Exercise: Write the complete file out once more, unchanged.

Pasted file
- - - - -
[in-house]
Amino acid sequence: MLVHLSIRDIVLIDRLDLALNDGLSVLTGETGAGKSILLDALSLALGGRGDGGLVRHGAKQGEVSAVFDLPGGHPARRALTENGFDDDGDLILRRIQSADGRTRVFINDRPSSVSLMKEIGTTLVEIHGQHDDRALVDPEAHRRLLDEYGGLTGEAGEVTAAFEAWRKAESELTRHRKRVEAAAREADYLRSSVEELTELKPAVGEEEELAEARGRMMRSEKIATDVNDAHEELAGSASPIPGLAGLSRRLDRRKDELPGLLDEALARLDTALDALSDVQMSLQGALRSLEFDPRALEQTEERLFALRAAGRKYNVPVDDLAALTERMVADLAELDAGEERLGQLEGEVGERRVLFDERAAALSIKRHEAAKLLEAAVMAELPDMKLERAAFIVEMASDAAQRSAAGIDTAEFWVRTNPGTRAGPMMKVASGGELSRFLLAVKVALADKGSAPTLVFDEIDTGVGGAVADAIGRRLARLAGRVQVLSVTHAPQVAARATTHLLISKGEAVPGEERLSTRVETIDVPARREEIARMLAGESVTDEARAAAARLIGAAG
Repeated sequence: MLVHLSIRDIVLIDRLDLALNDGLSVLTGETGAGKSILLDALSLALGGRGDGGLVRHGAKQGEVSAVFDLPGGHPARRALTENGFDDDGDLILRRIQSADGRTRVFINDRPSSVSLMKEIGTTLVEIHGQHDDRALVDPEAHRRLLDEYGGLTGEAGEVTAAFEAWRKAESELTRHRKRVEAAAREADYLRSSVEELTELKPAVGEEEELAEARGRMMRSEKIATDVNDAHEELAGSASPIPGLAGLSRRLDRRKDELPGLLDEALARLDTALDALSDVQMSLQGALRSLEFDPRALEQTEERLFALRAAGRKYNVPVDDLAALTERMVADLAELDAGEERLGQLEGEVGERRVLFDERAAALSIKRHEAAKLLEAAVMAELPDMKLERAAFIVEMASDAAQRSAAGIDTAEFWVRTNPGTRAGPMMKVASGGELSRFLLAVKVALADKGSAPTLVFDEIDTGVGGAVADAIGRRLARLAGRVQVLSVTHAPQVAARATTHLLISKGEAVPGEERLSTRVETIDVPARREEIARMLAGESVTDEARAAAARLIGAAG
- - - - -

[in-house]
Amino acid sequence: MLVHLSIRDIVLIDRLDLALNDGLSVLTGETGAGKSILLDALSLALGGRGDGGLVRHGAKQGEVSAVFDLPGGHPARRALTENGFDDDGDLILRRIQSADGRTRVFINDRPSSVSLMKEIGTTLVEIHGQHDDRALVDPEAHRRLLDEYGGLTGEAGEVTAAFEAWRKAESELTRHRKRVEAAAREADYLRSSVEELTELKPAVGEEEELAEARGRMMRSEKIATDVNDAHEELAGSASPIPGLAGLSRRLDRRKDELPGLLDEALARLDTALDALSDVQMSLQGALRSLEFDPRALEQTEERLFALRAAGRKYNVPVDDLAALTERMVADLAELDAGEERLGQLEGEVGERRVLFDERAAALSIKRHEAAKLLEAAVMAELPDMKLERAAFIVEMASDAAQRSAAGIDTAEFWVRTNPGTRAGPMMKVASGGELSRFLLAVKVALADKGSAPTLVFDEIDTGVGGAVADAIGRRLARLAGRVQVLSVTHAPQVAARATTHLLISKGEAVPGEERLSTRVETIDVPARREEIARMLAGESVTDEARAAAARLIGAAG
Repeated sequence: MLVHLSIRDIVLIDRLDLALNDGLSVLTGETGAGKSILLDALSLALGGRGDGGLVRHGAKQGEVSAVFDLPGGHPARRALTENGFDDDGDLILRRIQSADGRTRVFINDRPSSVSLMKEIGTTLVEIHGQHDDRALVDPEAHRRLLDEYGGLTGEAGEVTAAFEAWRKAESELTRHRKRVEAAAREADYLRSSVEELTELKPAVGEEEELAEARGRMMRSEKIATDVNDAHEELAGSASPIPGLAGLSRRLDRRKDELPGLLDEALARLDTALDALSDVQMSLQGALRSLEFDPRALEQTEERLFALRAAGRKYNVPVDDLAALTERMVADLAELDAGEERLGQLEGEVGERRVLFDERAAALSIKRHEAAKLLEAAVMAELPDMKLERAAFIVEMASDAAQRSAAGIDTAEFWVRTNPGTRAGPMMKVASGGELSRFLLAVKVALADKGSAPTLVFDEIDTGVGGAVADAIGRRLARLAGRVQVLSVTHAPQVAARATTHLLISKGEAVPGEERLSTRVETIDVPARREEIARMLAGESVTDEARAAAARLIGAAG